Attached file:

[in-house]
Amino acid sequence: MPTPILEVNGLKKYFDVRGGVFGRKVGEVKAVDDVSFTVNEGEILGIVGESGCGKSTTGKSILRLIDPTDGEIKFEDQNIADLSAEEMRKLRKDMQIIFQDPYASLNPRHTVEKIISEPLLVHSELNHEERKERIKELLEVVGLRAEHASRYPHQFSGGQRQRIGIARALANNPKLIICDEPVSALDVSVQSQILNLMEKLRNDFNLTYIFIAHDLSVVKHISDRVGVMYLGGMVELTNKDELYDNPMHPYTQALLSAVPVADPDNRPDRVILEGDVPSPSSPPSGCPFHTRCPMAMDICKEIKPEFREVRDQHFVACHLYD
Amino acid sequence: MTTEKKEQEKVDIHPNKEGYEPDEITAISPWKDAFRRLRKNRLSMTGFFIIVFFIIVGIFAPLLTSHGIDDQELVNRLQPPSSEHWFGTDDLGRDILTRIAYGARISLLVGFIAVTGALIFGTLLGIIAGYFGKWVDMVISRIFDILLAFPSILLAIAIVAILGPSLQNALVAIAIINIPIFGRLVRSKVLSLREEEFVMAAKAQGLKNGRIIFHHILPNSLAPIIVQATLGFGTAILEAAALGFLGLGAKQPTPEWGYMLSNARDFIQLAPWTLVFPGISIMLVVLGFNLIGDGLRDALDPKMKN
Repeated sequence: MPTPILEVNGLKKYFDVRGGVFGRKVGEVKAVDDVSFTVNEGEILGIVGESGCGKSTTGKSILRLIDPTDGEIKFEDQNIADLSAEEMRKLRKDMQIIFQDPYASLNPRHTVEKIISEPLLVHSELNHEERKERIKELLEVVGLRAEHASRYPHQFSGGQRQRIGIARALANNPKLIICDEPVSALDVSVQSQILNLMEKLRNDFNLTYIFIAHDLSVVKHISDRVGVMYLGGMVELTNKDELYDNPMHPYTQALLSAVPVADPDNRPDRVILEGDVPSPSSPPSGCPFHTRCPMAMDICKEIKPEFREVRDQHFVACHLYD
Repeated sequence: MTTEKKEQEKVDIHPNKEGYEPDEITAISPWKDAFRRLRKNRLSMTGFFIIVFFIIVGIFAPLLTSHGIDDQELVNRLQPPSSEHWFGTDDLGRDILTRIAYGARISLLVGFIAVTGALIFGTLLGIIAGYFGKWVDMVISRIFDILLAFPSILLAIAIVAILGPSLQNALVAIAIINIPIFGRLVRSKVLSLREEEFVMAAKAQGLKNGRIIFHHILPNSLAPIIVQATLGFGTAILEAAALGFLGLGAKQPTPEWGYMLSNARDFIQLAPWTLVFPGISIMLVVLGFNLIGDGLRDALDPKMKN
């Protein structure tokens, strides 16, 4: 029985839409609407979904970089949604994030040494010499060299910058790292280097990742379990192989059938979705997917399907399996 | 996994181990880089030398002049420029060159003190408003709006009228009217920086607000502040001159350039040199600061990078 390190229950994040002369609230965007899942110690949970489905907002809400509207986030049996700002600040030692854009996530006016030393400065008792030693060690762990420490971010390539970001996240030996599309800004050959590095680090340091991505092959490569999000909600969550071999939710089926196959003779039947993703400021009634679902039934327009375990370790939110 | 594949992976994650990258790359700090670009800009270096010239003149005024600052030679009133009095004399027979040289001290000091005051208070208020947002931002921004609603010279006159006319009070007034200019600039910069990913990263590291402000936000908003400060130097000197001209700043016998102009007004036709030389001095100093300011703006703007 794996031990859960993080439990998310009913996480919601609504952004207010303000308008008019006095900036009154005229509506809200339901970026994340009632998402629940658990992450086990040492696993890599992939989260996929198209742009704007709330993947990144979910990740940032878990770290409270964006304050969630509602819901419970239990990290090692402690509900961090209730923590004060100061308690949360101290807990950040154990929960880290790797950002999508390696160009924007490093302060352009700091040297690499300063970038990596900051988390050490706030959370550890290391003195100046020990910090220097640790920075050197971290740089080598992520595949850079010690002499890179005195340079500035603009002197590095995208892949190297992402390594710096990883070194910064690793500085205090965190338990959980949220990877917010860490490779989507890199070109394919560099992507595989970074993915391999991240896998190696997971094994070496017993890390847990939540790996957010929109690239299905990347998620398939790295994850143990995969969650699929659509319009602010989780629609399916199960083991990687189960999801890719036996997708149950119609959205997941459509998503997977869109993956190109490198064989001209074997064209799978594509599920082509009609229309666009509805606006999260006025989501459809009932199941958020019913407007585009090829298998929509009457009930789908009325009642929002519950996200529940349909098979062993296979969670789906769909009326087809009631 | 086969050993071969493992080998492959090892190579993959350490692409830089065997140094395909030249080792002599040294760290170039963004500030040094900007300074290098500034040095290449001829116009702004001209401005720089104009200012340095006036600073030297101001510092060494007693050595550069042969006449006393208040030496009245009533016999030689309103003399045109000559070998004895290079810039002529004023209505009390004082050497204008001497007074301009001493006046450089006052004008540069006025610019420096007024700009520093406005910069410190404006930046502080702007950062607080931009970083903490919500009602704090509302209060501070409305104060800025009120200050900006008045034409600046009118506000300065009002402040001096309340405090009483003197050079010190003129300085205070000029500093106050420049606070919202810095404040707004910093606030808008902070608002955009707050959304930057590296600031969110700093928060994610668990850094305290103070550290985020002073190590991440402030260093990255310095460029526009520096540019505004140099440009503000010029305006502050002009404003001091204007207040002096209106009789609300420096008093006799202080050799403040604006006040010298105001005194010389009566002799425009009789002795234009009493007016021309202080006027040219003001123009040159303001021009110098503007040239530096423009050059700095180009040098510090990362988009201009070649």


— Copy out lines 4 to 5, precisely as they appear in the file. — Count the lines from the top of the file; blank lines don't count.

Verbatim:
Repeated sequence: MPTPILEVNGLKKYFDVRGGVFGRKVGEVKAVDDVSFTVNEGEILGIVGESGCGKSTTGKSILRLIDPTDGEIKFEDQNIADLSAEEMRKLRKDMQIIFQDPYASLNPRHTVEKIISEPLLVHSELNHEERKERIKELLEVVGLRAEHASRYPHQFSGGQRQRIGIARALANNPKLIICDEPVSALDVSVQSQILNLMEKLRNDFNLTYIFIAHDLSVVKHISDRVGVMYLGGMVELTNKDELYDNPMHPYTQALLSAVPVADPDNRPDRVILEGDVPSPSSPPSGCPFHTRCPMAMDICKEIKPEFREVRDQHFVACHLYD
Repeated sequence: MTTEKKEQEKVDIHPNKEGYEPDEITAISPWKDAFRRLRKNRLSMTGFFIIVFFIIVGIFAPLLTSHGIDDQELVNRLQPPSSEHWFGTDDLGRDILTRIAYGARISLLVGFIAVTGALIFGTLLGIIAGYFGKWVDMVISRIFDILLAFPSILLAIAIVAILGPSLQNALVAIAIINIPIFGRLVRSKVLSLREEEFVMAAKAQGLKNGRIIFHHILPNSLAPIIVQATLGFGTAILEAAALGFLGLGAKQPTPEWGYMLSNARDFIQLAPWTLVFPGISIMLVVLGFNLIGDGLRDALDPKMKN